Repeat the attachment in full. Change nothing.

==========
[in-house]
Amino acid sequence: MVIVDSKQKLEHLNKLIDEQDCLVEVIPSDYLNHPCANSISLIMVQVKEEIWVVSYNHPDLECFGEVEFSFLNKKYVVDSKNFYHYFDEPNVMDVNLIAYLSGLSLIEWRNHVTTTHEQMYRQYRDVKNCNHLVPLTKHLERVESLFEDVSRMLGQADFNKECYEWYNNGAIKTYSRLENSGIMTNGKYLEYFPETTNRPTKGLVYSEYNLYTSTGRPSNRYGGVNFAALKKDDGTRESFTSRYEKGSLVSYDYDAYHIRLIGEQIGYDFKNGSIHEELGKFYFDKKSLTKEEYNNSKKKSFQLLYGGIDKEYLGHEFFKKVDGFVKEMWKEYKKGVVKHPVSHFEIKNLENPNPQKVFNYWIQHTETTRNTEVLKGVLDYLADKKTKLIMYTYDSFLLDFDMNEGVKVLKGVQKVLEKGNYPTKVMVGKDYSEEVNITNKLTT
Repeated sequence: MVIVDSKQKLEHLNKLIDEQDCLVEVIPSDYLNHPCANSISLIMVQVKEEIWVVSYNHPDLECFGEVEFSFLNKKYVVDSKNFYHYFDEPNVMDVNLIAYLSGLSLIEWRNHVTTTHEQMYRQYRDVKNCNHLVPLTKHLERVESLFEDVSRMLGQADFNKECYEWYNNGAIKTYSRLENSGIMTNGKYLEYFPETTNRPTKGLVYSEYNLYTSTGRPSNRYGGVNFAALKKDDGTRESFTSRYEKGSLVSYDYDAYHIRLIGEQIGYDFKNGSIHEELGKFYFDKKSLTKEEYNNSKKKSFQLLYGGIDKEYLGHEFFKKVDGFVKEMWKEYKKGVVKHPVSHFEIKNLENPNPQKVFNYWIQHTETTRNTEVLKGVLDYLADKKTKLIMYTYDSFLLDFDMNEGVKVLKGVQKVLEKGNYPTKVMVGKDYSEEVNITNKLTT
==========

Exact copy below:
[in-house]
Amino acid sequence: MVIVDSKQKLEHLNKLIDEQDCLVEVIPSDYLNHPCANSISLIMVQVKEEIWVVSYNHPDLECFGEVEFSFLNKKYVVDSKNFYHYFDEPNVMDVNLIAYLSGLSLIEWRNHVTTTHEQMYRQYRDVKNCNHLVPLTKHLERVESLFEDVSRMLGQADFNKECYEWYNNGAIKTYSRLENSGIMTNGKYLEYFPETTNRPTKGLVYSEYNLYTSTGRPSNRYGGVNFAALKKDDGTRESFTSRYEKGSLVSYDYDAYHIRLIGEQIGYDFKNGSIHEELGKFYFDKKSLTKEEYNNSKKKSFQLLYGGIDKEYLGHEFFKKVDGFVKEMWKEYKKGVVKHPVSHFEIKNLENPNPQKVFNYWIQHTETTRNTEVLKGVLDYLADKKTKLIMYTYDSFLLDFDMNEGVKVLKGVQKVLEKGNYPTKVMVGKDYSEEVNITNKLTT
Repeated sequence: MVIVDSKQKLEHLNKLIDEQDCLVEVIPSDYLNHPCANSISLIMVQVKEEIWVVSYNHPDLECFGEVEFSFLNKKYVVDSKNFYHYFDEPNVMDVNLIAYLSGLSLIEWRNHVTTTHEQMYRQYRDVKNCNHLVPLTKHLERVESLFEDVSRMLGQADFNKECYEWYNNGAIKTYSRLENSGIMTNGKYLEYFPETTNRPTKGLVYSEYNLYTSTGRPSNRYGGVNFAALKKDDGTRESFTSRYEKGSLVSYDYDAYHIRLIGEQIGYDFKNGSIHEELGKFYFDKKSLTKEEYNNSKKKSFQLLYGGIDKEYLGHEFFKKVDGFVKEMWKEYKKGVVKHPVSHFEIKNLENPNPQKVFNYWIQHTETTRNTEVLKGVLDYLADKKTKLIMYTYDSFLLDFDMNEGVKVLKGVQKVLEKGNYPTKVMVGKDYSEEVNITNKLTT